Establishing a method of orally infecting Drosophila flies allowed the subsequent studies to focus on antiviral mechanisms following a natural route of virus infection. While host-derived defence mechanisms, such as immunity, are important for mediating antiviral protection, extrinsic protection mechanisms such those provided by the endosymbiotic bacteria Wolbachia pipientis can also confer antiviral protection in Drosophila. Wolbachia is a maternally transmitted intracellular alpha-proteobacteria found in a large number of arthropods and nematodes which can mediate antiviral protection against a range of viruses including DCV, FHV and Cricket paralysis virus. The 3rd chapter focuses on understanding the antiviral effects of Wolbachia on viral tolerance following oral infection of Drosophila larvae and adults. The results showed that in adults, Wolbachia strains that confer viral tolerance following systemic DCV infection do so also following oral DCV infection. Interestingly, Wolbachia-mediated protection was life-stage dependent as oral feeding of L1 stage larvae resulted in a loss of Wolbachia-mediated protection in 3 out of 4 Drosophila-Wolbachia associations shown to be protective at the adult stages. Loss of protection was associated with lower Wolbachia densities at larval compared to adult stages in the same three Drosophila-Wolbachia associations. These results will aid in understanding the effects of Wolbachia on viral dynamics in natural populations and will contribute to our understanding of life-stage susceptibility in Drosophila.

In the 4th chapter the role of apoptosis in mediating antiviral protection was studied following both viral injections (systemic infection) and oral infections using FHV as a model. Using altered gene expression of key genes involved in apoptosis I investigated the importance of apoptosis on antiviral protection. Knocking-out a pro-apoptotic transcription factor dP53 in adult flies lead to an increase in viral titers following a systemic FHV infection and resulted in earlier mortality of infected individuals compared to wild type flies. Contrary to systemic infection, oral FHV infection of the same fly line showed no effect on viral accumulation but lead to earlier mortality of infected individuals. Over-expressing a pro-apoptotic gene reaper lead to a reduction in FHV viral titers following both systemic and oral infections, however while a reduction in viral titers lead to a delay in virus-induced mortality in systemically infected flies, no differences in mortality was observed between wild type and mutant flies following oral infection. Oral infection with FHV caused 30 % mortality in both wild type and P53 and reaper mutant flies. The similarities in the number of flies succumbing to oral infection indicates that apoptosis does not impact the outcome of initial challenge, but that it likely functions in protection following primary infection. Depending on whether apoptosis was suppressed or enhanced lead to differences in the effects of apoptosis on resistance (ability of the host to control virus accumulation) and tolerance (ability of the host to endure infection), which lead to the idea that viral tissue tropism could be responsible for the differences in resistance versus tolerance.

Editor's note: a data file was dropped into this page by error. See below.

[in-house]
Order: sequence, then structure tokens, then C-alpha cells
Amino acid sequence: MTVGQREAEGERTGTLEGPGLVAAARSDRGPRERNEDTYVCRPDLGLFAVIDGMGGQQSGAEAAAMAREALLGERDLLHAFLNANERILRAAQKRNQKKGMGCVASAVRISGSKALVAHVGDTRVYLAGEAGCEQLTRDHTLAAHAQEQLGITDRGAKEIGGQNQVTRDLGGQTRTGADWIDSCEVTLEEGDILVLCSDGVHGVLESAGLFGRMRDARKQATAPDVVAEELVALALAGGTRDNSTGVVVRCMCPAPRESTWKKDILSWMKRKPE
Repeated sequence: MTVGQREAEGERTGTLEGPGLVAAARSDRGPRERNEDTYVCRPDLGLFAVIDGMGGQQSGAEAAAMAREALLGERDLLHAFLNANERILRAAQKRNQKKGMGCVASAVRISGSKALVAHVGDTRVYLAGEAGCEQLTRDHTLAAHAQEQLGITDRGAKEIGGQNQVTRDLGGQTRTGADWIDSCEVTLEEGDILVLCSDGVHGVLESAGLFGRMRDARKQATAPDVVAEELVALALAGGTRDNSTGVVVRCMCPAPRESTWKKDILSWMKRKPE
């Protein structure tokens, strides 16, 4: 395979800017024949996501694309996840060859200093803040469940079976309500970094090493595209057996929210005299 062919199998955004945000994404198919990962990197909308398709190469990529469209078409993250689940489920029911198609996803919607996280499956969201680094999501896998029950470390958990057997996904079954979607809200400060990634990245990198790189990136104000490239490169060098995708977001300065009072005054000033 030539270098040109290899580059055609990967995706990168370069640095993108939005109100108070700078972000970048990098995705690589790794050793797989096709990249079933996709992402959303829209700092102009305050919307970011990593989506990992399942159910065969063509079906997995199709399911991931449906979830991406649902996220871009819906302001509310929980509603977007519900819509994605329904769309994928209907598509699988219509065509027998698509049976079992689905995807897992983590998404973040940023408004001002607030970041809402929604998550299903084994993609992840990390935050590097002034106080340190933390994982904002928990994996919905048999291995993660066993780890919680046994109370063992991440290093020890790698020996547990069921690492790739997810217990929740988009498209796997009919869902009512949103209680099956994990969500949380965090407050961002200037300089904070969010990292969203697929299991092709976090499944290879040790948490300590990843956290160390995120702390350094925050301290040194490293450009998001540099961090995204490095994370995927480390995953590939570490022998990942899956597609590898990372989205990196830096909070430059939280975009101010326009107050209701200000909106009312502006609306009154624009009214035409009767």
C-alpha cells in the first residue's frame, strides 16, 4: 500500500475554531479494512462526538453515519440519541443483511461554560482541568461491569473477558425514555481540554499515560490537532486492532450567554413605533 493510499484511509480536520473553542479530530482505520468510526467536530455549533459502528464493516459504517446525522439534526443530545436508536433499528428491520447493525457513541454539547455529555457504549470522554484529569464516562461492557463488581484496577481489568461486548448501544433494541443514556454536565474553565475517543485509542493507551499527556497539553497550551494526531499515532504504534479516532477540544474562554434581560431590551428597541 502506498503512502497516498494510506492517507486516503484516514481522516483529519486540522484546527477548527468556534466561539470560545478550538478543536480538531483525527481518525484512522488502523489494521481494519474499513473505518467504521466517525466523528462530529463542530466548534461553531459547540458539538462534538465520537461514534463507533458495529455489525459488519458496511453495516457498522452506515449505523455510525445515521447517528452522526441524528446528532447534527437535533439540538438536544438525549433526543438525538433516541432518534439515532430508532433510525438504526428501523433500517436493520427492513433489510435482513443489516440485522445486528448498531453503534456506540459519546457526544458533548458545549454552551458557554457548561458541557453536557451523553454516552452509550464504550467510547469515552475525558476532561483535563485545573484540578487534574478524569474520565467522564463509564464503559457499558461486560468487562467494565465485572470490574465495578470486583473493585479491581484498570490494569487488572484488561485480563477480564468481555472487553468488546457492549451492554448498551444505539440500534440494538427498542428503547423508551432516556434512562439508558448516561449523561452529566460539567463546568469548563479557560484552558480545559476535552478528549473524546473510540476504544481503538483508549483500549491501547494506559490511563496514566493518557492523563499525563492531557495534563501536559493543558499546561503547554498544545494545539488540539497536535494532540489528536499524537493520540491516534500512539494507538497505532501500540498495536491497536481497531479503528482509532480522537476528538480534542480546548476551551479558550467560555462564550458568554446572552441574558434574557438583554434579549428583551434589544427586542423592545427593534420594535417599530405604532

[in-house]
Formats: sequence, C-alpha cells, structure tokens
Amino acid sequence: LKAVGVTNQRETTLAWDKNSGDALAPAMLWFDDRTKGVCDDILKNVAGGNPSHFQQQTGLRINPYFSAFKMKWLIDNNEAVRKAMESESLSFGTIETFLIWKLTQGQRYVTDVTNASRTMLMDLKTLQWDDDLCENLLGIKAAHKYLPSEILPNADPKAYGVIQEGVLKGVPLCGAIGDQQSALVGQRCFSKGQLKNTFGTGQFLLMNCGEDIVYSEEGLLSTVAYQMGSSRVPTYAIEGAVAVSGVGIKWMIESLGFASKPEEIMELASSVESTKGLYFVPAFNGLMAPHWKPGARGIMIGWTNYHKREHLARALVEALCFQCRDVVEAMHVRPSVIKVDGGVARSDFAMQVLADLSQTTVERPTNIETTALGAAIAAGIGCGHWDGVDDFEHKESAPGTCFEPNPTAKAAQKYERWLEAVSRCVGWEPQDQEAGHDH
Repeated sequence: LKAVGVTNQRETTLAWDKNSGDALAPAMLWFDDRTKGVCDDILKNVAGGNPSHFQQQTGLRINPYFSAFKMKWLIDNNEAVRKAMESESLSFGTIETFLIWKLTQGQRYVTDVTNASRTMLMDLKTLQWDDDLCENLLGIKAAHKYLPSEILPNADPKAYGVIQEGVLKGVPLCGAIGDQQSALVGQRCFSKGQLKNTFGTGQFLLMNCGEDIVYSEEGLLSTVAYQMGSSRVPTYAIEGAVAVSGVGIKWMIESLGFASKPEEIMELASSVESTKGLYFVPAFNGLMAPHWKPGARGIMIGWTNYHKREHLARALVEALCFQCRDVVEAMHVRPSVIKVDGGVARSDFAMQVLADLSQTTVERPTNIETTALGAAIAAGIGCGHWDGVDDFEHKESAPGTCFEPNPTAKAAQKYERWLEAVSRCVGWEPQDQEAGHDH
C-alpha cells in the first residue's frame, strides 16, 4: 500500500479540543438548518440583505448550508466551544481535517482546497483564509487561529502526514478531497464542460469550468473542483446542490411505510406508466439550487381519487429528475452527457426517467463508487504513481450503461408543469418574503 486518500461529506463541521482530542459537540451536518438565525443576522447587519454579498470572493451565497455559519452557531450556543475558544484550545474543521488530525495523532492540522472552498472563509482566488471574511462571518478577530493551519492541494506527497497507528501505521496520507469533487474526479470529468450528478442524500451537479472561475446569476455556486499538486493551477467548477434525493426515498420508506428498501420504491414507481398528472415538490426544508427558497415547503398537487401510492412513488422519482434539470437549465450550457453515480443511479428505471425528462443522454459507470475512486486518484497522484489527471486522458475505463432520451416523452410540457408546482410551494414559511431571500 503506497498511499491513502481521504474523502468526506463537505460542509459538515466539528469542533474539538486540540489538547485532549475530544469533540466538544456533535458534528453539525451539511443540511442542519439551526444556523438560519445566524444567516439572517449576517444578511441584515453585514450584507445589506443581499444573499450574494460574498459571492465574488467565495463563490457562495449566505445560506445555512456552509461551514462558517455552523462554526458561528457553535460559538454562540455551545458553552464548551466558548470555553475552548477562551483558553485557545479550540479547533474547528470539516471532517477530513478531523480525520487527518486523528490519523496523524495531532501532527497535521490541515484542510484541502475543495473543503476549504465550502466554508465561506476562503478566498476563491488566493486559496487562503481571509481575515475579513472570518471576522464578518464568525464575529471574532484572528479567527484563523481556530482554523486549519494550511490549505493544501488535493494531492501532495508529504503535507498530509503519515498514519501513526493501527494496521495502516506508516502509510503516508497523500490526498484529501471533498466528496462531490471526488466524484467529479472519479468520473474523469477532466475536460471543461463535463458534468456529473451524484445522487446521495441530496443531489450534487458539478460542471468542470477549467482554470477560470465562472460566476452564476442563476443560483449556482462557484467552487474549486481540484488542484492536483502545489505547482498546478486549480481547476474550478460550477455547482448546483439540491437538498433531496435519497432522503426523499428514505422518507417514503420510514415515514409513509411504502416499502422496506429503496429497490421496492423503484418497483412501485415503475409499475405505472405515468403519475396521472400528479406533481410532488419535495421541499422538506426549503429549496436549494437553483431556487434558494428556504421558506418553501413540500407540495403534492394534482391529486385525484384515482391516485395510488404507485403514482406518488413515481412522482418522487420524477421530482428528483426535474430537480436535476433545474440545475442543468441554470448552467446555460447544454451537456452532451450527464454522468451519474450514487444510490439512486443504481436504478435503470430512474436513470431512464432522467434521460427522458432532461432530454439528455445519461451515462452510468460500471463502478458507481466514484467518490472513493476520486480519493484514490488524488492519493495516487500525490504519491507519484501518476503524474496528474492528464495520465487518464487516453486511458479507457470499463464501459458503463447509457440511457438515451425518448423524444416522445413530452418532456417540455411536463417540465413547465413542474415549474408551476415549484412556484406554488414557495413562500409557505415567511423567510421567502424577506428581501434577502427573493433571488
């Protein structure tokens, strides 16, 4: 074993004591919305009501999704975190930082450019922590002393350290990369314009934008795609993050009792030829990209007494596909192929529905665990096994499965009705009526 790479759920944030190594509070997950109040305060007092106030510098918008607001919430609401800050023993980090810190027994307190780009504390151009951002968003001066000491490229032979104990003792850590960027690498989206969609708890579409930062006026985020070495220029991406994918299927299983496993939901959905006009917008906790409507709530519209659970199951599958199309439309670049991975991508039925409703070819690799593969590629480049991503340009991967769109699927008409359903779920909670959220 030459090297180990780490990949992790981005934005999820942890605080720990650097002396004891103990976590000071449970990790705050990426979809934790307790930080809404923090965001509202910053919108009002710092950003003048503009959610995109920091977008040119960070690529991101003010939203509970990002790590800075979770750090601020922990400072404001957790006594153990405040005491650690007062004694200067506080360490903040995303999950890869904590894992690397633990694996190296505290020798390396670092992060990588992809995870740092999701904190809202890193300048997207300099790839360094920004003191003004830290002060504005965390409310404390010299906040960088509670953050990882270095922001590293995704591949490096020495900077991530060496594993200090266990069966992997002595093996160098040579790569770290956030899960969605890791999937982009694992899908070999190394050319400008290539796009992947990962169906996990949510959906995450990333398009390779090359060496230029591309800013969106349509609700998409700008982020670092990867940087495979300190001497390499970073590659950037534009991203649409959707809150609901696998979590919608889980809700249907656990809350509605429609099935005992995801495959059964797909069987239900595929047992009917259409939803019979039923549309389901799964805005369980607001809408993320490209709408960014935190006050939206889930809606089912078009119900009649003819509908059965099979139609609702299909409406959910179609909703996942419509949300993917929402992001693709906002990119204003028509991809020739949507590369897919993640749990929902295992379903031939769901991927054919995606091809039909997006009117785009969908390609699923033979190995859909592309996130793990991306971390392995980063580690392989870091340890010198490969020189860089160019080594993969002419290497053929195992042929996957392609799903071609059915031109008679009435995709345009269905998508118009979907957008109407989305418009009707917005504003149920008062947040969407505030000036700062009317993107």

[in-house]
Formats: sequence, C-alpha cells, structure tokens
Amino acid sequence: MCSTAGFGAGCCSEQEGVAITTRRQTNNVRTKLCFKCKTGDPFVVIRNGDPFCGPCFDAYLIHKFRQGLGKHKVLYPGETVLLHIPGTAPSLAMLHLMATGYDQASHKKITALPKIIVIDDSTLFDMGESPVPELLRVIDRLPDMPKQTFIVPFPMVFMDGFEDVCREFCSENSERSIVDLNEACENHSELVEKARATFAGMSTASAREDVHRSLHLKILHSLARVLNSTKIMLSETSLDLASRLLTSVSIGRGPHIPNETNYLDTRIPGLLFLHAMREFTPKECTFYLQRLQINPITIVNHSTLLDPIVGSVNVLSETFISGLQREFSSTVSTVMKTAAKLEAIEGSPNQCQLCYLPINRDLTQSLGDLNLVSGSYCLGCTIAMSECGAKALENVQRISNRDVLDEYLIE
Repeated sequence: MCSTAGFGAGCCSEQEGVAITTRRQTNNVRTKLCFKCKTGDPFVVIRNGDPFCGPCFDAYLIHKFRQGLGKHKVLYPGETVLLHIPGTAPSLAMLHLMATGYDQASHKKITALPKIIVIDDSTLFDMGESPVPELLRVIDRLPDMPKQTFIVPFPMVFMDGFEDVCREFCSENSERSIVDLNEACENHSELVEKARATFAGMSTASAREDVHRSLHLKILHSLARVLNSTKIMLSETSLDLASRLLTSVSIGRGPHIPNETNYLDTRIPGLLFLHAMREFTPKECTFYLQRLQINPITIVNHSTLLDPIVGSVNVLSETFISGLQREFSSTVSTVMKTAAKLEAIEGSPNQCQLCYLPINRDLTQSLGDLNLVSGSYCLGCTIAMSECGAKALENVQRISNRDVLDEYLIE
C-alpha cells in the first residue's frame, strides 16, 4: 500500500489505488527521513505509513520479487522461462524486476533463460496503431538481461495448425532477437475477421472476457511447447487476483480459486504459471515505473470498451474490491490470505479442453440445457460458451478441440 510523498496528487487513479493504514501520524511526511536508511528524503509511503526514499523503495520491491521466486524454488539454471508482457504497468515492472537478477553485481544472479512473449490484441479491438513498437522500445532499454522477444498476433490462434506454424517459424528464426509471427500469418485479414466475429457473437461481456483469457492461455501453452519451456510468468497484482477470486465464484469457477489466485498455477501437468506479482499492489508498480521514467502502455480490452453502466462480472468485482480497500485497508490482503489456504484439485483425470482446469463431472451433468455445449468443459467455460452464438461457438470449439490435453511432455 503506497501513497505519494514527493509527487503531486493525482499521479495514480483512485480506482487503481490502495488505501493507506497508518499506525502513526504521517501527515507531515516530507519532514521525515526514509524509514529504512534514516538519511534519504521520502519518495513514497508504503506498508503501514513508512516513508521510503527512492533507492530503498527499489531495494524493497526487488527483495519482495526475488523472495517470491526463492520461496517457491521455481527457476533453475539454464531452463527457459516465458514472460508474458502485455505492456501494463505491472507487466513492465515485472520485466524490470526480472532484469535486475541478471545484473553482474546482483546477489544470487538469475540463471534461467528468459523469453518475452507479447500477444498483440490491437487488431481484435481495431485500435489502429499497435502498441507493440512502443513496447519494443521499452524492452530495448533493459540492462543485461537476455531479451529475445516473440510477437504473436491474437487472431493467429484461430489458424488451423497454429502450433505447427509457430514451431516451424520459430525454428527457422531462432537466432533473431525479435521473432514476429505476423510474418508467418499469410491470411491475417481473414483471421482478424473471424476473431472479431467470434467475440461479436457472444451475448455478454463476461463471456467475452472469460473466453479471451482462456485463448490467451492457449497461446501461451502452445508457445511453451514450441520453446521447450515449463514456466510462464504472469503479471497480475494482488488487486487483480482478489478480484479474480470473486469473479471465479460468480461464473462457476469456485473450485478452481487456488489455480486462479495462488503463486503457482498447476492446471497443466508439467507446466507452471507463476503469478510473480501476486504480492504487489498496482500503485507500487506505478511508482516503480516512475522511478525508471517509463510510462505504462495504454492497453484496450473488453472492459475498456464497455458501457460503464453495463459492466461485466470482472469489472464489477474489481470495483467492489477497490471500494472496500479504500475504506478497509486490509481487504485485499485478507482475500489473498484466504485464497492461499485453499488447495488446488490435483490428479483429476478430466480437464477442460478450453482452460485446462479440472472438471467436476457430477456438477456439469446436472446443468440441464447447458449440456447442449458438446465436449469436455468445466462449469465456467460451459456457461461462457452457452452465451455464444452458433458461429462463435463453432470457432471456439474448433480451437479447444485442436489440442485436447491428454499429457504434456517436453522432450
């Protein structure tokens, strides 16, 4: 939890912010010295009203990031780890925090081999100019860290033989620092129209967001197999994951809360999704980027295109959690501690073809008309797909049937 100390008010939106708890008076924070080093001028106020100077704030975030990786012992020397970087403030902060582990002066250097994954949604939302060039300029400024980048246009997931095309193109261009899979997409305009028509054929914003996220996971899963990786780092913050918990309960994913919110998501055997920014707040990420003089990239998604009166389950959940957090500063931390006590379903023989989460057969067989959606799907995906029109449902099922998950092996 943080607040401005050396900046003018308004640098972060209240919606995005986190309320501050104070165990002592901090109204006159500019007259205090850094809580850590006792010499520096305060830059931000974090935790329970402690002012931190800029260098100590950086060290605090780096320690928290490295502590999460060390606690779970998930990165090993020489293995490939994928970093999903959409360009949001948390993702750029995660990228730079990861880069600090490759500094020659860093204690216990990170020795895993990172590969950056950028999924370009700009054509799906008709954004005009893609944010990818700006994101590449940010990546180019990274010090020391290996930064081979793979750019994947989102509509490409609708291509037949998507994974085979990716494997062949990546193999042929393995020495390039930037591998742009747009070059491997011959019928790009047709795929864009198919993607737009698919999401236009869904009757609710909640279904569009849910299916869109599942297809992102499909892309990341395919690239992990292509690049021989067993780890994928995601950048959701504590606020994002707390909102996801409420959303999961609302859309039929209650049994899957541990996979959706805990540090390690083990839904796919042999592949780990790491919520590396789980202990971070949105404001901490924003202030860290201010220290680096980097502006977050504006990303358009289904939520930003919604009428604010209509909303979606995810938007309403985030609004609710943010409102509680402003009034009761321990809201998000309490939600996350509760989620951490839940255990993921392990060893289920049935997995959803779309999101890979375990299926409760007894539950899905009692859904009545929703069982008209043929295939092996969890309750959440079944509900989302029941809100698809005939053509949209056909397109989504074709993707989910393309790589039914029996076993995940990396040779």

Taken together the results enhance our understanding of antiviral mechanisms in Drosophila and show that both the route of infection and life-stage can have important impacts on antiviral mechanisms. The methods used to orally infect flies with both DCV and FHV will be valuable in facilitating research focused on Drosophila-pathogen interactions following the oral route of infection and will hopefully encourage more research to focus on understanding the effects of oral infections on host-virus interactions.
Keyword Drosophila
Drosophila C virus
Flock house virus
Oral infection

Document type: Thesis
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Created: Wed, 02 Mar 2016, 04:58:23 EST by Aleksej Stevanovic on behalf of University of Queensland Graduate School